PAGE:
A Burning Golden Globe: Climate Hypocrisy Unraveled in Style
By now practically everybody’s heard how Ricky Gervais roasted celebrities at the 2020 Golden Globe awards. To say he called them out as hypocrites would be putting it mildly.
Among his illustrious critical remarks were some about climate-change hypocrisy that celebrities display every year.
What’s so special about that? Well, right-wing media and climate realists often point out the vast gap between what celebrities preach and what they do. But no one hosting an Oscar or Golden Globes event has ever called out celebrities for their climate hypocrisy — certainly not in front of them.
But Gervais threw hard punches.
“But you all look lovely all dolled up. You came here in your limos,” he began, alluding to the fact that the celebrities travel in high-emission vehicles despite asking the world to abandon even ordinary cars.
Gervais finished off swinging hard: “So if you do win an award tonight, don’t use it as a platform to make a political speech. You’re in no position to lecture the public about anything. You know nothing about the real world. Most of you spent less time in school than Greta Thunberg. So if you win, come up, accept your little award, thank your agent, and your God.”
He hit the nail right on the head.
What Do Celebrities Really Know?
Today, too many people treat celebrities like demigods, as if they were some sort of wisdom vending machine.
Some — like Leonardo Di Caprio, who starred in National Geographic’s movie Before the Flood, an effort to whip up climate alarm, but who have a hard time showing they’ve actually done anything to curb global warming — use their fame to propel climate alarmism, a common view among liberal politicians, mainstream media, and celebrities that the world will end soon because manmade global warming.
But what do the celebrities really know? Anything? Okay, anything other than how to memorize lines and act like people they aren’t?
Don’t get me wrong. Some actors are also real scholars. But of 29 examples listed here — in neuroscience, medicine, law, astrophysics, zoology, history, mathematics, engineering, biology, among others — most aren’t household names. And those who are? They’re more likely to have degrees in acting, education, or fine arts than the more exacting fields.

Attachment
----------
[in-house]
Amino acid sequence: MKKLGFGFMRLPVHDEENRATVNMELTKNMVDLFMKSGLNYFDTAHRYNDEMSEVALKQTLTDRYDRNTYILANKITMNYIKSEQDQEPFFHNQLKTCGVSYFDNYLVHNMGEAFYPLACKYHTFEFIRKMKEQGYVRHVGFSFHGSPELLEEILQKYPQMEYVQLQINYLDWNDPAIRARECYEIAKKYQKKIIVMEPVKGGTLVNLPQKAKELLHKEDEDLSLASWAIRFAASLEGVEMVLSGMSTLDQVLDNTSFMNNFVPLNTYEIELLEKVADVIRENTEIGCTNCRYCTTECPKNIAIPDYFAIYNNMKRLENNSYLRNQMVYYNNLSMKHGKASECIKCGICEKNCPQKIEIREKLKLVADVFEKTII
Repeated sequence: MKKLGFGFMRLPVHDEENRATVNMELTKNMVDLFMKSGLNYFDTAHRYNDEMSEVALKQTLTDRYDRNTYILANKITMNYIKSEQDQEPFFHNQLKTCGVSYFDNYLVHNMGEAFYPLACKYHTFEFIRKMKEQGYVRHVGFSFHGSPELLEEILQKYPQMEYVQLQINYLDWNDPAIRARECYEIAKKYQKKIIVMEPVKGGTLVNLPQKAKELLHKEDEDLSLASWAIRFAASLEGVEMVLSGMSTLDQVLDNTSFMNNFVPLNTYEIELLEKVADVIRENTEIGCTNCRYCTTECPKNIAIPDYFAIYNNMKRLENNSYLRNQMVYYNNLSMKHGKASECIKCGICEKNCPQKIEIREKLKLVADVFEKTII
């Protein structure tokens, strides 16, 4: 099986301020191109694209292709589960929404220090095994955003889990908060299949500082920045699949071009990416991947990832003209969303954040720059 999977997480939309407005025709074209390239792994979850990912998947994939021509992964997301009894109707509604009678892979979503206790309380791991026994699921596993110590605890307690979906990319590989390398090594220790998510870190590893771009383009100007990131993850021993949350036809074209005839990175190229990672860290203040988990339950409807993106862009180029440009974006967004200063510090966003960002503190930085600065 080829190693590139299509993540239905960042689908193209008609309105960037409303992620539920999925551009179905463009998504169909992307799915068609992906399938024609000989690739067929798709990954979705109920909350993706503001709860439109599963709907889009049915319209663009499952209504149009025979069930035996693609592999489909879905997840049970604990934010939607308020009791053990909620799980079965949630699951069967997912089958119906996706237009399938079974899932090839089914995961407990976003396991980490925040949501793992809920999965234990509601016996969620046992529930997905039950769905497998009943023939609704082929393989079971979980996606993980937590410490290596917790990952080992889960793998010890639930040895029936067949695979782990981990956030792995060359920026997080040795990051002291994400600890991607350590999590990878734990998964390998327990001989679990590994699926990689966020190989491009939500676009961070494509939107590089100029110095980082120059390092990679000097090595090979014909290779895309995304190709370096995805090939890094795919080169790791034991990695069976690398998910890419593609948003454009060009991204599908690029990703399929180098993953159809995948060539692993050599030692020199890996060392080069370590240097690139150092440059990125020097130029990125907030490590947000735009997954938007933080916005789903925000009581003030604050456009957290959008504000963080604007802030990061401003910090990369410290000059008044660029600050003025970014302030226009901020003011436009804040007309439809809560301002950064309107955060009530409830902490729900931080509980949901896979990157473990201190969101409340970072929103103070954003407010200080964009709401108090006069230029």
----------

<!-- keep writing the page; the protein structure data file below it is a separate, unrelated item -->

As Gervais made so explicit, most actors know next to nothing about climate change. Some probably left school or college for an acting career (nothing wrong with that!), just as Greta Thunberg left schooling for activism. A nice way for the privileged few to get rich or famous (Kids, don’t try this — your odds stink!), but not exactly the high road to scientific, economic, or even political wisdom.
Not that a layman can’t understand the broad aspects of climate change. But without serious study, people aren’t likely to have expertise on science or public policy, particularly if they haven’t gone beyond college.
“Sacrifices in Our Own Lives”
Even worse than their self-assured but largely ignorant pronouncements is their hypocrisy. They fly on private jets, generating super-high greenhouse gas emissions per person per mile — and then they scold us all for buying tickets on commercial airliners, with much lower emissions. They ride around in stretch limos getting 10 miles per gallon — and then admonish us for driving SUVs that get 20 or sedans that get 30.
Joaquin Phoenix, who won the best actor award, made the point: “It’s great to vote, but sometimes we have to take that responsibility on ourselves and make changes and sacrifices in our own lives. I hope that we can do that. We don’t have to take private jets to Palm Springs sometimes, or back, please.”
Don’t get your hopes up, though. The stars sat there, dressed to the gills, flaunting all their wealth and fame, but uncomfortable, silent, awkward — like the kid caught with his hand in the cookie jar, or, maybe better, the bank robber caught in the vault.
They didn’t appreciate being called hypocrites. But it’s just as well they didn’t applaud. That would only have added to their hypocrisy.
Will more Ricky Gervaises speak up in every circle of society? Will more actors join Gervais in ridiculing and condemning climate hypocrisy? More should. Like every other hypocrisy, climate hypocrisy is morally repugnant, regardless whether the cause is right or wrong. We need a few more Ricky Gervaises to put the brakes on a doomsday cult spiraling out of control.
Vijay Jayaraj (M.Sc., Environmental Science, University of East Anglia, England), Research Contributor for the Cornwall Alliance for the Stewardship of Creation.